Good morning internet fans, Ryan Perry here, Simple Biz Support. Today is Wednesday, April 6th; therefore, it is Social Media Wednesday and as usual I have Sarah Giometti with Provaro Marketing. Good morning, Sarah!
Sarah Giometti: Good morning, Ryan, How are you?
RP: I’m doing great. The sun is definitely shining today. It’s supposed to hit, I think, over 90 degrees in Sonoma County, so pretty excited about that.
SG: Do you think, I mean 90 out here, that’s insane.
RP: Then it supposed to rain over the weekend and I have a friend who’s a photographer that posted about “ah! Mother nature” because she has her senior, her high school senior photo shoots this weekend.
SG: Of course.
RP: Yeah, of course. Thank you, mother nature, it’s going to put a damper on things.
SG: Yeah, the 90-degree beautiful blue skies is on a Wednesday.
RP: Yep, yep. Today, since it is social media Wednesday, we are going to talk social media, specifically Twitter, and this is going to be a great show for people who are interested in improving their visibility, credibility on Twitter.
SG: It is. We’re going to give you three tips to improve your tweet so that you improve your visibility and engagement and with the ultimate goal of improving your business through Twitter.
RP: Alright. Perfect. And I’m assuming we’re just going to plug in some automated software that takes care of all of it so I don’t have to worry about it.
SG: Nope. Nope. You can automate some of it, but not all of it. There’s nothing wrong with scheduling out some of your tweets even kind of most of your tweets, but you still have to have a system behind it. And the first tips, I’m going to look at my notes. The first tip is to tweet without links occasionally. Don’t have every single one of your tweets be a link. I’m sometimes guilty of it because I’m like, “Oh great article, great article.” Research shows that tweets without links, they do, they get better engagement. I swear, I feel like I haven’t got my coffee this morning yet. Tweets without links get better engagement. And the more that you tweet without links and you up your trust factor with your followers, and they start to know, like, and trust you and like the content you’re putting out. When you do put out a link, because you doing it kind of sparingly, then you’ll probably get a better engagement and click through rates and those tweets because it’s not the only thing that you’ve been putting out there.
RP: I think a lot of it just has to do with credibility. There’s so many people on Twitter that are just pushing, pushing, pushing content and that’s really not what the goal of Twitter is. And so by incorporating a link in every single post and I know I’m guilty of that just cause there’s so much content out there that is great to share. And Mr. Wonderful, thank you for joining the show again this week. Having that link content there all the time for the people that are just scanning link, link, link, link, link. Oh, you’re selling, selling, selling so I’m just going to ignore you verses actual engagement. And I know for me one of the things that I thought of were different questions I could ask people and it’s really based on my target market.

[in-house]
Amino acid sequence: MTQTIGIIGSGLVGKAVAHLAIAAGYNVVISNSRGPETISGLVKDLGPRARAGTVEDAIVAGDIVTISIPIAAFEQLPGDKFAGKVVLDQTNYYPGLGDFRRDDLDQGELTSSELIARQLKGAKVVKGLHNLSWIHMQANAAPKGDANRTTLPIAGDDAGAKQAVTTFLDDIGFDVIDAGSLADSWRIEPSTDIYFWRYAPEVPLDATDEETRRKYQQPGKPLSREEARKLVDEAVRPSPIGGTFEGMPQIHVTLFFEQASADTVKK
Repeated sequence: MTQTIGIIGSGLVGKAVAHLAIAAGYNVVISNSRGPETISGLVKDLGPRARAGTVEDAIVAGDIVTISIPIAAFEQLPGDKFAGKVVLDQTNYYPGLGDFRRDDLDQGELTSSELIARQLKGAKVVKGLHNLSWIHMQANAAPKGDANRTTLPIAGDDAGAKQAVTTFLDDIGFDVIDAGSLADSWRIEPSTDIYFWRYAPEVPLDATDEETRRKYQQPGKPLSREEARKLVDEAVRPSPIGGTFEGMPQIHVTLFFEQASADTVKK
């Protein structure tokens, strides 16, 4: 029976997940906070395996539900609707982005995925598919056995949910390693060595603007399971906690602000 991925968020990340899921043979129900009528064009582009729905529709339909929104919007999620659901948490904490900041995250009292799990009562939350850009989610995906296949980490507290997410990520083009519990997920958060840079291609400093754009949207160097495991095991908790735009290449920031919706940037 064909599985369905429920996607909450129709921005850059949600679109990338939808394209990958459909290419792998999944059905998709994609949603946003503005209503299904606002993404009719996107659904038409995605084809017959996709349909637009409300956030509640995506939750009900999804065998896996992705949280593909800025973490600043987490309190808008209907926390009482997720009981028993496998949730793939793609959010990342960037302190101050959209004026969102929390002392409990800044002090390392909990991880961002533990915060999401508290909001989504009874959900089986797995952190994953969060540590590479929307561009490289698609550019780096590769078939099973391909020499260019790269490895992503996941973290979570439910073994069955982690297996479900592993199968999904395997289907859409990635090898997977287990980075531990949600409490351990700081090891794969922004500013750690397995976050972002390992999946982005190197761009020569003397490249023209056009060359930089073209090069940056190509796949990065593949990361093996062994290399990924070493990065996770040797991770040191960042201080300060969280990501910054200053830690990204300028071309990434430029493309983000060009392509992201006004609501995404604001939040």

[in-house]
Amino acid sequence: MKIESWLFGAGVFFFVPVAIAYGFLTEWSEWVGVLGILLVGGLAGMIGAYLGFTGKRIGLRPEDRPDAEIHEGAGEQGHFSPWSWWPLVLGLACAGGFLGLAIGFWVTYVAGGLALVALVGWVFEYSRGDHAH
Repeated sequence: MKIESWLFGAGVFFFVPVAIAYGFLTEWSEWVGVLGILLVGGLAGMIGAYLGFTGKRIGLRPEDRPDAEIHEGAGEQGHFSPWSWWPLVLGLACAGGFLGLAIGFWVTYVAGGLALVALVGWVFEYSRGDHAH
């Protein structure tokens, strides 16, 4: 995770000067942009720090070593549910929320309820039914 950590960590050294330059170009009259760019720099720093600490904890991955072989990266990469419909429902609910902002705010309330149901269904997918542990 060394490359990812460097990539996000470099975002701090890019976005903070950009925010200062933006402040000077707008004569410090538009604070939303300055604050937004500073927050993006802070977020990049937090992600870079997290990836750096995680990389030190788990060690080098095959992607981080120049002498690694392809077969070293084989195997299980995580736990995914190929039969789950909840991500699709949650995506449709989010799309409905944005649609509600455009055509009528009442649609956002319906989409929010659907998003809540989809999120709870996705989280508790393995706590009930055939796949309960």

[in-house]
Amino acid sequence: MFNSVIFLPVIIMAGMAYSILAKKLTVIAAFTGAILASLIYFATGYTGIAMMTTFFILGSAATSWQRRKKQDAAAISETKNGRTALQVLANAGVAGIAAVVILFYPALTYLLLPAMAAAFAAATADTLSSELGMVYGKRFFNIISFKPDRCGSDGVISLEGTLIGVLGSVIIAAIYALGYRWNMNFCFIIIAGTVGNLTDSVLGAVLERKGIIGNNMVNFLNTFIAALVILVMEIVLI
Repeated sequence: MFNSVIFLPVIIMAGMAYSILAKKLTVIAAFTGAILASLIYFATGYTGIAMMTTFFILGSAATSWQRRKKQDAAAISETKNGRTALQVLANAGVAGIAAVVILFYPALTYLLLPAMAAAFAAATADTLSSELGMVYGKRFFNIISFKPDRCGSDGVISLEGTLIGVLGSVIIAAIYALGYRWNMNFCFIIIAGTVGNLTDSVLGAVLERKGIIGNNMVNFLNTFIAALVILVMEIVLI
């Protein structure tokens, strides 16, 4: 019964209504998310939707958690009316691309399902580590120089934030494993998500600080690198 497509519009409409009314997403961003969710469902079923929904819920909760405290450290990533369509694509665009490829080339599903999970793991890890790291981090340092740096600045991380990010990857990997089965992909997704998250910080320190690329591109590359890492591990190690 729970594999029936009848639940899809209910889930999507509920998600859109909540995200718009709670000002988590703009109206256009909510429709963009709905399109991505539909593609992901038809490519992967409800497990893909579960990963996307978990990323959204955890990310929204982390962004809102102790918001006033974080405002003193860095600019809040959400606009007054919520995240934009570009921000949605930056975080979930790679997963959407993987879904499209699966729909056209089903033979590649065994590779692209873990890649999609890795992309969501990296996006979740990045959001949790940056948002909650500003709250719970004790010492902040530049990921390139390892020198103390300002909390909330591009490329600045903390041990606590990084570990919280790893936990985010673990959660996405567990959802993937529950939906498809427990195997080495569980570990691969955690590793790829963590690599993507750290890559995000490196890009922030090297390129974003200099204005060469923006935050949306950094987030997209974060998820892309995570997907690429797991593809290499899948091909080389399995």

RP: I have a lot of business people, typically male who are technology. I like to ask questions about technology. What’s your favorite browser? Do you use a DSLR? And then, I also, I haven’t done it yet but I thought about doing like a 20 questions, and you know, going, “Alright, let’s play 20 questions. I’ll go first. What’s your favorite color?” Something like that to do engagement. And for me and my industry, I always have a hard time because it’s business people I’m trying to attract not consumers so I need to be professional, yet relatable, yet personable, but still professional.
SG: Right. You want to have a little bit of a fun factor in there because that’s part of doing business. You do business with people you like. And if you don’t like them, you don’t continue to do business with them. Like the business that we’re in, we want long term relationships, and so it’s how we attract people that we want to do business with, have a little bit of that fun in there, but still be professional and show, like, “Yeah, no, I know what I’m doing.” And that is a tricky business especially when you’re a service business owner. It’s a little harder to implement the fun while still being professional. But having the questions out there that… Questions, quotes, tips that don’t have links associate them, you’re just… It gives that giving feeling. You’re giving information versus a link especially if you’re using some automated software and you’re using URL shorteners for tracking, they don’t know if it’s your link or not. They have no idea. They might be able to see the handle of the… God, I cannot think today. Giving credit to…